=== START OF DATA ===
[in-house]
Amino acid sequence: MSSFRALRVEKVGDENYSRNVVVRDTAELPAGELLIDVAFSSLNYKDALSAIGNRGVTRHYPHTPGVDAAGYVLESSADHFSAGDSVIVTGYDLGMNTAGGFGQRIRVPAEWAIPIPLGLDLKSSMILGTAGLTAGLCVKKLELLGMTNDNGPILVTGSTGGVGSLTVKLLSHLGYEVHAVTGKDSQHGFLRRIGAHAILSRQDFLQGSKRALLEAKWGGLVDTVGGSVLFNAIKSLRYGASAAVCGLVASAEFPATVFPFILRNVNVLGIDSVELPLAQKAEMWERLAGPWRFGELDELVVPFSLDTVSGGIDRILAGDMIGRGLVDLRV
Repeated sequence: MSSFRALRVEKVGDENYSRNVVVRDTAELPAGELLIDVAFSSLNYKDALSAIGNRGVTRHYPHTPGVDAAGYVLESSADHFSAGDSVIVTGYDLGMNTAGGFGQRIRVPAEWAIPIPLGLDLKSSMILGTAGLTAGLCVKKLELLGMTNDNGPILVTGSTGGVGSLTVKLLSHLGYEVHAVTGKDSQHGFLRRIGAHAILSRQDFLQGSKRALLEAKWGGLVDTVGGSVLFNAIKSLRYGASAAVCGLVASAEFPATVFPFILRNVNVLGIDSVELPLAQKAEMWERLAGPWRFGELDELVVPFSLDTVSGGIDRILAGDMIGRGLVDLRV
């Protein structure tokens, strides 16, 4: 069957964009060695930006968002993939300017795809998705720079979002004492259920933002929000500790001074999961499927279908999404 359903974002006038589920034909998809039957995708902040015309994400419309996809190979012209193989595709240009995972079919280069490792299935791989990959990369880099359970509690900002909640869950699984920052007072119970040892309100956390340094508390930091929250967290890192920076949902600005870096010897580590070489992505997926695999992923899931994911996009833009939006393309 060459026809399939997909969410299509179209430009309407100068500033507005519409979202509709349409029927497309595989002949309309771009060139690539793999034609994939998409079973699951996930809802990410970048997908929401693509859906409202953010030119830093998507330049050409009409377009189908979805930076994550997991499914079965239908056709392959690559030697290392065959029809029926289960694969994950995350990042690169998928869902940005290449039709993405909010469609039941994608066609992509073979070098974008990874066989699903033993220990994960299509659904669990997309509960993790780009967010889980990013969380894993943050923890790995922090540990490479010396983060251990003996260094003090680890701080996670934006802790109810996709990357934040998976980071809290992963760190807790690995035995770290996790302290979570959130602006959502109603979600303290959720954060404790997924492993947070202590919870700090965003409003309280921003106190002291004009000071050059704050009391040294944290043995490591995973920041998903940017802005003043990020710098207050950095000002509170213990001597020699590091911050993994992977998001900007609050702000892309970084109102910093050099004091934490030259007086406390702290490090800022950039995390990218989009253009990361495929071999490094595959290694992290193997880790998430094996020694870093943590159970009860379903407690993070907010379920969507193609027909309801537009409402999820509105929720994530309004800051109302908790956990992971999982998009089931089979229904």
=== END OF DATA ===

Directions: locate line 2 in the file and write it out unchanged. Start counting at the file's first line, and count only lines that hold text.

Amino acid sequence: MSSFRALRVEKVGDENYSRNVVVRDTAELPAGELLIDVAFSSLNYKDALSAIGNRGVTRHYPHTPGVDAAGYVLESSADHFSAGDSVIVTGYDLGMNTAGGFGQRIRVPAEWAIPIPLGLDLKSSMILGTAGLTAGLCVKKLELLGMTNDNGPILVTGSTGGVGSLTVKLLSHLGYEVHAVTGKDSQHGFLRRIGAHAILSRQDFLQGSKRALLEAKWGGLVDTVGGSVLFNAIKSLRYGASAAVCGLVASAEFPATVFPFILRNVNVLGIDSVELPLAQKAEMWERLAGPWRFGELDELVVPFSLDTVSGGIDRILAGDMIGRGLVDLRV